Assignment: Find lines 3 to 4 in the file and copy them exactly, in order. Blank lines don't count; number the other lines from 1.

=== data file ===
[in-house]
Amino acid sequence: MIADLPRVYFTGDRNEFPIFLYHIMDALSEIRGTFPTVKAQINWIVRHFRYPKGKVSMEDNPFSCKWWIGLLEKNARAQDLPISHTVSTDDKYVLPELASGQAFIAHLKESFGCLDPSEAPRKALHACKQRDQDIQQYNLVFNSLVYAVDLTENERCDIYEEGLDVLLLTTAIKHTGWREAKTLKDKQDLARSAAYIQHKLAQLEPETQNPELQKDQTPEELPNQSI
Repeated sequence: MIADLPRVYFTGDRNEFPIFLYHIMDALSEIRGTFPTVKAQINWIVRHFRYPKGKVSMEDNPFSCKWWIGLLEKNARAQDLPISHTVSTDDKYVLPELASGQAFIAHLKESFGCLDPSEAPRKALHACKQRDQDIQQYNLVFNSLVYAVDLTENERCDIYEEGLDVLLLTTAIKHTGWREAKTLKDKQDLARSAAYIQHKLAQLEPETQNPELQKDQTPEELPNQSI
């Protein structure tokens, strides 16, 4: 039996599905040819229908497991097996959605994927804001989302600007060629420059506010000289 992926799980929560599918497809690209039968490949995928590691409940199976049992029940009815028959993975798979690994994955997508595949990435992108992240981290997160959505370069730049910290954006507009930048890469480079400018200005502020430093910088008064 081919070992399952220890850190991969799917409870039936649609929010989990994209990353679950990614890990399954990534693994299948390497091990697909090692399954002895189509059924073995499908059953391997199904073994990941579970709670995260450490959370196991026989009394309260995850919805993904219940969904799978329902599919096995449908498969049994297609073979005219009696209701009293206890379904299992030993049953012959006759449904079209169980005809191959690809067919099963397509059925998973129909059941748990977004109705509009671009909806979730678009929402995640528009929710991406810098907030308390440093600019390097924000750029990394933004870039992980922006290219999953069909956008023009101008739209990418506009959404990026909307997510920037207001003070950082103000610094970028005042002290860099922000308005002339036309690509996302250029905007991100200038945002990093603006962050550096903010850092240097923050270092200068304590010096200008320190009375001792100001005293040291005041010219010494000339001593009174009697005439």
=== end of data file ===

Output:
Repeated sequence: MIADLPRVYFTGDRNEFPIFLYHIMDALSEIRGTFPTVKAQINWIVRHFRYPKGKVSMEDNPFSCKWWIGLLEKNARAQDLPISHTVSTDDKYVLPELASGQAFIAHLKESFGCLDPSEAPRKALHACKQRDQDIQQYNLVFNSLVYAVDLTENERCDIYEEGLDVLLLTTAIKHTGWREAKTLKDKQDLARSAAYIQHKLAQLEPETQNPELQKDQTPEELPNQSI
């Protein structure tokens, strides 16, 4: 039996599905040819229908497991097996959605994927804001989302600007060629420059506010000289 992926799980929560599918497809690209039968490949995928590691409940199976049992029940009815028959993975798979690994994955997508595949990435992108992240981290997160959505370069730049910290954006507009930048890469480079400018200005502020430093910088008064 081919070992399952220890850190991969799917409870039936649609929010989990994209990353679950990614890990399954990534693994299948390497091990697909090692399954002895189509059924073995499908059953391997199904073994990941579970709670995260450490959370196991026989009394309260995850919805993904219940969904799978329902599919096995449908498969049994297609073979005219009696209701009293206890379904299992030993049953012959006759449904079209169980005809191959690809067919099963397509059925998973129909059941748990977004109705509009671009909806979730678009929402995640528009929710991406810098907030308390440093600019390097924000750029990394933004870039992980922006290219999953069909956008023009101008739209990418506009959404990026909307997510920037207001003070950082103000610094970028005042002290860099922000308005002339036309690509996302250029905007991100200038945002990093603006962050550096903010850092240097923050270092200068304590010096200008320190009375001792100001005293040291005041010219010494000339001593009174009697005439």